In the famous scene in the movie “Casablanca,” Capt. Louis Renault, a corrupt Vichy officer, abruptly shuts down Rick’s Café Américain after patrons of the bar drown out German soldiers singing with a rousing rendition of “La Marseillaise,” the French national anthem.

“I am shocked – shocked – to find that gambling is going on in here!”

“Your winnings, sir,” said the card dealer in response, handing Renault a pile of money he’d made gambling that evening.

And so it is with Rick Pitino, the Basketball Hall of Famer and highest-paid college basketball coach who pleaded ignorance of the facts underlying the recent FBI investigation and criminal complaint filed against four assistant coaches and one Adidas executive accused of bribery of student athletes.

“These allegations come as a complete shock to me,” Pitino said.

“A complete shock”? Pitino was paid $2.25 million directly by Adidas in 2015 as part of his overall salary, which exceeded $7.7 million. What service did Pitino provide to the shoe company to earn such a handsome sum? Hush money may be treated as ordinary income for college coaches, but the quid pro quo is obvious.

If Pitino knew his athletes were being bribed to play for Louisville, he should be fired, and if he didn’t know, he should be fired. The guy in charge is paid to know things, right?

Any responsible coach who took their position of trust seriously would question why Brian Bowen announced June 3 – out of the blue – that he’d decided to play for Louisville, rather than play dumb, as Pitino did. Bowen’s family was allegedly paid $100,000 to get Bowen to play for the Cardinals when NCAA rules prohibit college athletes from earning money from their talent. Bribery by apparel and financial companies was a likely factor in Bowen’s decision and one that any honest coach would at least explore.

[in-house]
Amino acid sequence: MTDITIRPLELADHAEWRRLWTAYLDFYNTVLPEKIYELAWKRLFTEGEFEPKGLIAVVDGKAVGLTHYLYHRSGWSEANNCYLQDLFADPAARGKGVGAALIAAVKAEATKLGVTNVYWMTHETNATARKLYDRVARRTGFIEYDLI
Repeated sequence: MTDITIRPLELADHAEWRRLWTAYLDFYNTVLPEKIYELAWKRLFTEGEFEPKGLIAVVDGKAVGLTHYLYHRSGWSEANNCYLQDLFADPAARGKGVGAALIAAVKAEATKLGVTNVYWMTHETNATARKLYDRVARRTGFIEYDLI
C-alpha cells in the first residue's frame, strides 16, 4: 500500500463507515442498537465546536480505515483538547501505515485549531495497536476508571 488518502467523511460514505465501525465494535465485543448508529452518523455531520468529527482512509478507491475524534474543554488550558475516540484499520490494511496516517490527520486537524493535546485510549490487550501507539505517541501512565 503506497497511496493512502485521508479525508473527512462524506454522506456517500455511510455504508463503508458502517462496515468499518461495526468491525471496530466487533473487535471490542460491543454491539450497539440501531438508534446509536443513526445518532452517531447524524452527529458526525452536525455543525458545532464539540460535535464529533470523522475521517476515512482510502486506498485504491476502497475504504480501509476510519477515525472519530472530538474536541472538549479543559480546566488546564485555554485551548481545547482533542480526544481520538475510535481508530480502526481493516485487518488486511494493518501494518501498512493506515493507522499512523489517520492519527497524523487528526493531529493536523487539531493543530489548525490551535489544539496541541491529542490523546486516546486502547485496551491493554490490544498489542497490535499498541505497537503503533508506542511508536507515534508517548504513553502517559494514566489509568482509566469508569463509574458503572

“We got lucky on this one,” Pitino told reporters about Bowen’s change of plans – an odd choice of words for the guy who also pretended to know nothing about his then-assistant coach arranging to have teenage boys plied with sex to get them on board. Who is he kidding?

Pitino didn’t know about the bribery of Bowen, just like he didn’t know that for four years, his then-assistant Andre McGee was paying prostitutes to entertain underage recruits during their visits to the Louisville campus and basketball dorm.

“Whether it’s true or not, I don’t know,” Pitino told ESPN at the time.

I don’t know who we protect more by the NCAA rules that bar student athletes from getting paid – the teenage basketball recruits, or the teenage girls brought to the recruits’ dorms by coaches for sex parties and shoe deals. Maybe both college athletes and prostitutes should be paid legally in order to level the playing the field and stop this silly charade.

Big Shoe companies are not much different than Big Pharma – financial sharks circling the waters exploiting children with the help of paid professionals. The money they peddle is like opiates – pushed on these kids by adults whose job it is to protect them. Doctors feted by drug companies hand out addictive drugs like candy, and coaches feted by apparel companies hand out sneakers and cash and girls. American kids deserve better.

The University of Louisville is quaintly referred to as a “public research facility” in the recently filed criminal complaint that caused Pitino to be canned, finally, and the public deserves more from its employees, especially if they are taking home millions of bucks for coaching a sporting event.

Corporate money that corrupts students and is used to exploit them should be policed by people who are paid to know more and know better.

The Adidas deal will pay $160 million over 10 years to Louisville; meanwhile, Under Armour is paying UCLA $280 million over 15 years and Nike is paying $252 million to Ohio State over 15 years and $250 million to Texas over 15 years, according to MarketWatch. With these kinds of checks, why does it still cost the average student over $60,000 to get a degree?

The NCAA and colleges that conspire to corrupt kids are no better than pimps and drug cartels. Let’s stop kidding ourselves that student athletes need or benefit from being denied participation in the “free” and open marketplace. Laws designed by those who profit in the shadows of college sports create a black market, much like the sex trade. Neither “amateur” college basketball players nor those who work in the oldest profession get legally paid for their work, and it makes no sense yet remains very profitable for a certain club.

Your winnings, sirs.

Cynthia Dill is a civil rights lawyer and a former state senator. She can be contacted at:

[email protected]

Twitter: @dillesquire